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Portugal passes bailout test, gets more funding

October 3, 2013

LISBON, Portugal (AP) — Portugal has passed the latest test of its compliance with the terms of its bailout and qualified for around 5.5 billion euros ($7.5 billion) in further funding from creditors, officials said Thursday.

However, the creditors who lent Portugal 78 billion euros in 2011 refused the government’s request to ease next year’s deficit target to 4.5 percent of gross domestic product, Deputy Prime Minister Paulo Portas said. The goal remains 4 percent.

The government wanted softer terms on the deficit to ease austerity measures which are widely blamed for an expected third straight year of recession in 2013. The government predicts that the jobless rate, currently at 16.5 percent, will reach 17.4 percent by the end of this year and hit 17.7 percent in 2014.

The economic downturn has fueled fears that Portugal, like Greece, may need a second bailout and prolong the crisis which the 17 countries sharing the euro currency have battled for three years. Portugal is supposed to start borrowing on financial markets again in the middle of next year, but three major international ratings agencies still classify its credit worthiness at junk status.

Inspectors from the so-called troika of bailout creditors — the country’s fellow euro members, the European Central Bank and the International Monetary Fund — concluded after a two-week assessment visit to Lisbon that the government is complying with the demands of Portugal’s financial rescue agreement, the government and the troika announced.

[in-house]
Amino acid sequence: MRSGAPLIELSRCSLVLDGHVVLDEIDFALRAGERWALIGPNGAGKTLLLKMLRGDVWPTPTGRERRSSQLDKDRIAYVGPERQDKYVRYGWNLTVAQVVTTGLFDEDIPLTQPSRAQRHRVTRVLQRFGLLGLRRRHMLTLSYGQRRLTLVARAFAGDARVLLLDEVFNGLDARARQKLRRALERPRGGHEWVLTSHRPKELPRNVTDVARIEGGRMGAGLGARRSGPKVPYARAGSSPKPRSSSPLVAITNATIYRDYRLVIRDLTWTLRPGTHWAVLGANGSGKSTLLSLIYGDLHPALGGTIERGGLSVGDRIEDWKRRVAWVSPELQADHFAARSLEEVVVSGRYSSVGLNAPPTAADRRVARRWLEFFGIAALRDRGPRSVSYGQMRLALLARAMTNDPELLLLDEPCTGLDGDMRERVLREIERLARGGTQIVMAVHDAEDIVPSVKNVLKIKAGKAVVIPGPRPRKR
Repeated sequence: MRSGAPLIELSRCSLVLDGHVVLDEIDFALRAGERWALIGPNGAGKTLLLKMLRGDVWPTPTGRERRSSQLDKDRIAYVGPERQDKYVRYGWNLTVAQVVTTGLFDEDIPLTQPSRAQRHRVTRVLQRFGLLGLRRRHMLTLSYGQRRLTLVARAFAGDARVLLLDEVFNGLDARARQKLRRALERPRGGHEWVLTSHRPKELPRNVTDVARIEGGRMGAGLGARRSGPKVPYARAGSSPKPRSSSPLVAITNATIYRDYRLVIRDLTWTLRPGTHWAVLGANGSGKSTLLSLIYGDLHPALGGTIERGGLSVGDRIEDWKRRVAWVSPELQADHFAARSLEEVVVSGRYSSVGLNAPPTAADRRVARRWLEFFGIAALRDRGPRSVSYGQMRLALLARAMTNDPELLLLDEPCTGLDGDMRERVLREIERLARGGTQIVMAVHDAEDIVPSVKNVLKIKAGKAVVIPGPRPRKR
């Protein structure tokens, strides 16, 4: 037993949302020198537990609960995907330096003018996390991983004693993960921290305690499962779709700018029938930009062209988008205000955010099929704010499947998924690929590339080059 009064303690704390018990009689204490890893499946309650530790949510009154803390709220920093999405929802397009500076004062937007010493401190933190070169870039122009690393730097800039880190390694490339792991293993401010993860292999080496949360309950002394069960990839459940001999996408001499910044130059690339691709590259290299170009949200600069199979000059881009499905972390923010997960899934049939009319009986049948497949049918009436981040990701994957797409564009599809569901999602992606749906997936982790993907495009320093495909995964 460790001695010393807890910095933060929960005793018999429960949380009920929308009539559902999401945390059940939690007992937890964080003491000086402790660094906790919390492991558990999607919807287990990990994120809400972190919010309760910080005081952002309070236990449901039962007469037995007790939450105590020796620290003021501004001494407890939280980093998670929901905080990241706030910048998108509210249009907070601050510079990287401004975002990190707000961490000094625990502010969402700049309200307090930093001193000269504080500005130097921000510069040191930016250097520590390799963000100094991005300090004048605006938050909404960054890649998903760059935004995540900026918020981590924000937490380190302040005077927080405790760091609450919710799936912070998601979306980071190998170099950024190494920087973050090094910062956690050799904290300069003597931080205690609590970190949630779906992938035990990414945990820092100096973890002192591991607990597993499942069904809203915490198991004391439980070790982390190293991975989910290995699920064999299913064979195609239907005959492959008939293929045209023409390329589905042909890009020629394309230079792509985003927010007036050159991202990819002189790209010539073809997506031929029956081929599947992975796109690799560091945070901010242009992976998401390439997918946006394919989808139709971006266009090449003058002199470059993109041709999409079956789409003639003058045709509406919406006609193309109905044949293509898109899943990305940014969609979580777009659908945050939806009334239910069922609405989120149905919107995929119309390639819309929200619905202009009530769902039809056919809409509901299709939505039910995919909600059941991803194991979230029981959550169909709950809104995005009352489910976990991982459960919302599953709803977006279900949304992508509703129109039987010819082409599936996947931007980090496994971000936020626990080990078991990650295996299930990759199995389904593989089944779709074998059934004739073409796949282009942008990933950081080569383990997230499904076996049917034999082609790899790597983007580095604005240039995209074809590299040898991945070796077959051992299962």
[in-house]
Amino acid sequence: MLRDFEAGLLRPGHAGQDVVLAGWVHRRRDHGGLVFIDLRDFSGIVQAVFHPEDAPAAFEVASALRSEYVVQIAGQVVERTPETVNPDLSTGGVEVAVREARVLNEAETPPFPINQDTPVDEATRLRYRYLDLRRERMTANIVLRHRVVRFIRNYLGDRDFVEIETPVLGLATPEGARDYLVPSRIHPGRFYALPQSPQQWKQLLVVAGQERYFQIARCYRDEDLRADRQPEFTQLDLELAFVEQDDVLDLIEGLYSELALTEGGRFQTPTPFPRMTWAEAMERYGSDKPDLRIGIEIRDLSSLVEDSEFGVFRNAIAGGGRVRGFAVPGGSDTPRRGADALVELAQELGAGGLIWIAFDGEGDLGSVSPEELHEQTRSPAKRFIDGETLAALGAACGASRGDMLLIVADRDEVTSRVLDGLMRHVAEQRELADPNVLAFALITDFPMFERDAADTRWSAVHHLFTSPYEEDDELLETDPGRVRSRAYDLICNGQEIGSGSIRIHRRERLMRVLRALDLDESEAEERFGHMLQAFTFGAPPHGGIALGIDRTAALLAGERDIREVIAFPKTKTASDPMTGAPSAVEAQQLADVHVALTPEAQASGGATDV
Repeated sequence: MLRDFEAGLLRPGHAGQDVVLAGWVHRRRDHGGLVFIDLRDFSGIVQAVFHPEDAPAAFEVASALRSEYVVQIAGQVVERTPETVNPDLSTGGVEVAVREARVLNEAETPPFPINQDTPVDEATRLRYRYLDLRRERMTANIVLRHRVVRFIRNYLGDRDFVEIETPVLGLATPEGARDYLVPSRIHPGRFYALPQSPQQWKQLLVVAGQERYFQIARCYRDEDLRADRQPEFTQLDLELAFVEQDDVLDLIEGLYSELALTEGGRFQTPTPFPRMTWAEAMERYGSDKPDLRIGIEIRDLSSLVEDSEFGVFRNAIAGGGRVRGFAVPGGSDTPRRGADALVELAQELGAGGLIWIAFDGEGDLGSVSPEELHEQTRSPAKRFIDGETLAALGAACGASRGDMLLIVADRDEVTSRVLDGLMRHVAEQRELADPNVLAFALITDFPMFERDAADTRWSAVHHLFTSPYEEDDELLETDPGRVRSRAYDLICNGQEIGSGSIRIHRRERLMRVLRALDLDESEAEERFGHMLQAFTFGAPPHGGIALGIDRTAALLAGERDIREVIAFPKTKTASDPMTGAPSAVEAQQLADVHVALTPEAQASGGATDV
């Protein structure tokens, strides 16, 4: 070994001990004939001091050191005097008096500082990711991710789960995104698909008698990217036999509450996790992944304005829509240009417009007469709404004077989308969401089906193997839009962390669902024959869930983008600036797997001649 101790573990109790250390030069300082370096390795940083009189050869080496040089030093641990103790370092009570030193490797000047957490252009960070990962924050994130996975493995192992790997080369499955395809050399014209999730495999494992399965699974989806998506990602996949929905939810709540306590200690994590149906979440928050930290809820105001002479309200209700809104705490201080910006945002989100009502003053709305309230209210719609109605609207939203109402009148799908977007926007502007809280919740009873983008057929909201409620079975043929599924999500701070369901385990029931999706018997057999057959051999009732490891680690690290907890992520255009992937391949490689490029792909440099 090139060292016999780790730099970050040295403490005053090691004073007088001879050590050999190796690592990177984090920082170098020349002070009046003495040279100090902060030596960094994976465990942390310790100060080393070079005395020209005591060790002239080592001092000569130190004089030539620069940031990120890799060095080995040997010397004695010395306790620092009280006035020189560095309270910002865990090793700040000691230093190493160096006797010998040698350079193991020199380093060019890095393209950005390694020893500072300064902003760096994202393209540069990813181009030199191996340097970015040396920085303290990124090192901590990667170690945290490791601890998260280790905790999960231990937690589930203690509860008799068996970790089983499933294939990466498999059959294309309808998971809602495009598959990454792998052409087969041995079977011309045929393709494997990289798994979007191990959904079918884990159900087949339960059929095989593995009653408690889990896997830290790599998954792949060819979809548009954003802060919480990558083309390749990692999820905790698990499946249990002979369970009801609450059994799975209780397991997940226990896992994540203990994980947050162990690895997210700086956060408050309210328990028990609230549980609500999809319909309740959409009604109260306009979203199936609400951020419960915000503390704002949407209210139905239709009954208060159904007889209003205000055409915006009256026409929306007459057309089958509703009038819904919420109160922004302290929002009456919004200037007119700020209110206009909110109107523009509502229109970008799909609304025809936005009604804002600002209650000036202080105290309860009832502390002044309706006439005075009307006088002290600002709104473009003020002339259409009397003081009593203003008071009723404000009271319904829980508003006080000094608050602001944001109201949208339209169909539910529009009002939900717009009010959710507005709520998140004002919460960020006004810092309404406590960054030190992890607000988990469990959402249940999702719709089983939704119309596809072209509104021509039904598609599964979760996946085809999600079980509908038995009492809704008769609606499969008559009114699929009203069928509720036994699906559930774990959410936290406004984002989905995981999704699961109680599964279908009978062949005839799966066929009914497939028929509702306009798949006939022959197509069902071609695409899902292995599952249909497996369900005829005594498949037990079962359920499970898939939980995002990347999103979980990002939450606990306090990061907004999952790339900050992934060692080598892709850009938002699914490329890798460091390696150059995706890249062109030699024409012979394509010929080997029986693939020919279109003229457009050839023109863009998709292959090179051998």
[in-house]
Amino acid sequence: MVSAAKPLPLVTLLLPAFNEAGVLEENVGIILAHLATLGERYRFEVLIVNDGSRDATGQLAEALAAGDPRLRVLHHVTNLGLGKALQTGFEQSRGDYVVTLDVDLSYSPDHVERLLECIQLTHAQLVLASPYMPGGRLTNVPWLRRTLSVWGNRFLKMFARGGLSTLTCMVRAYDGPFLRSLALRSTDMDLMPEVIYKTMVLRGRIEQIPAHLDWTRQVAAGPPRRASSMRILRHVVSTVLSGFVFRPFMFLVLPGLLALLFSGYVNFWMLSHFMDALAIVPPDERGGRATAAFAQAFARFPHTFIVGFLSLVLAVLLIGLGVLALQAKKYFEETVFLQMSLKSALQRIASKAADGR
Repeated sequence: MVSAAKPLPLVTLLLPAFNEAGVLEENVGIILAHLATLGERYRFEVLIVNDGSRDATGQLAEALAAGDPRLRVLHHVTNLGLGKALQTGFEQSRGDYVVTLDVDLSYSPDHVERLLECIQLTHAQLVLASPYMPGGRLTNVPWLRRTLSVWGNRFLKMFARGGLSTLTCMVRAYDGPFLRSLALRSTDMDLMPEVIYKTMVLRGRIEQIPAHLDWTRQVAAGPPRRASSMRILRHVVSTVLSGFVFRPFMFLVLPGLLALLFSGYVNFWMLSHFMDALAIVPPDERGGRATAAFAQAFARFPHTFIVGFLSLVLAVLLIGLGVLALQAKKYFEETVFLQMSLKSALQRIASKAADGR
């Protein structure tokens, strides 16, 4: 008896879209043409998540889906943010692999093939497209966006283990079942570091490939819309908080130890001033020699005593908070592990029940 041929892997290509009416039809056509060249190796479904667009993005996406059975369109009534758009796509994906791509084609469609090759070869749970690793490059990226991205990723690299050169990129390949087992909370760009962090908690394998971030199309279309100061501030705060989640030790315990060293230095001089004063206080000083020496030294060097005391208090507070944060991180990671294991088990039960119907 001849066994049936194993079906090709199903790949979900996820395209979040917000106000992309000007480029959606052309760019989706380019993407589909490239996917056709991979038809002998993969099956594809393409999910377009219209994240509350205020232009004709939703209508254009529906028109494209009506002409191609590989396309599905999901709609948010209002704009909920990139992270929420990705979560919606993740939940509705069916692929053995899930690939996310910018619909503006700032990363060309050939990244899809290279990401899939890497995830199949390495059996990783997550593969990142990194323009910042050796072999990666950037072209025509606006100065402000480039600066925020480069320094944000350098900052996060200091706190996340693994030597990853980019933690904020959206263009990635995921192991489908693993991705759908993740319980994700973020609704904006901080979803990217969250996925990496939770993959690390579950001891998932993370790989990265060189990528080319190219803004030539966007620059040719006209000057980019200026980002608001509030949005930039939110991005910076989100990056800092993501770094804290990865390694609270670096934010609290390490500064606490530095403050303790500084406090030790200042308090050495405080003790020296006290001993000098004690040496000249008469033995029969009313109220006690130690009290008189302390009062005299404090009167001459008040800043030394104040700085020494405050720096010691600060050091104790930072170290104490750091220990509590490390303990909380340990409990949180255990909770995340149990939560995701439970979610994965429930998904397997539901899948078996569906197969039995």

“The (bailout) program remains broadly on track, with the authorities determined to achieve its objectives,” the troika said in a statement. “Provided the authorities persevere with steadfast program implementation, euro area member states have declared they stand ready to support Portugal until full market access is regained.”

Portugal needed the bailout in 2011 when it was engulfed by the eurozone debt crisis and came close to bankruptcy. In return, Portugal promised spending cuts and economic reforms, and quarterly disbursements are conditional on its compliance.

The troika said the Portuguese economy is “showing early signs of a recovery” and issued revised forecasts for growth. The economy is now expected to contract by 1.8 percent this year, instead of 2.3 percent. The forecast for 2014 is for growth of 0.8 percent, up from an earlier forecast of 0.6 percent.

The troika said they expect Portugal to meet its deficit target of 5.5 percent this year due to “solid revenue performance and improved expenditure control.”

The government needs to find 4.7 billion euros in savings next year. Finance Minister Maria Luis Albuquerque said details of further austerity measures will be published with the 2014 state budget later this month.

The troika said the budget will “aim at rationalizing and modernizing public administration, improving the sustainability of the pension system, and achieving cost savings across ministries.”

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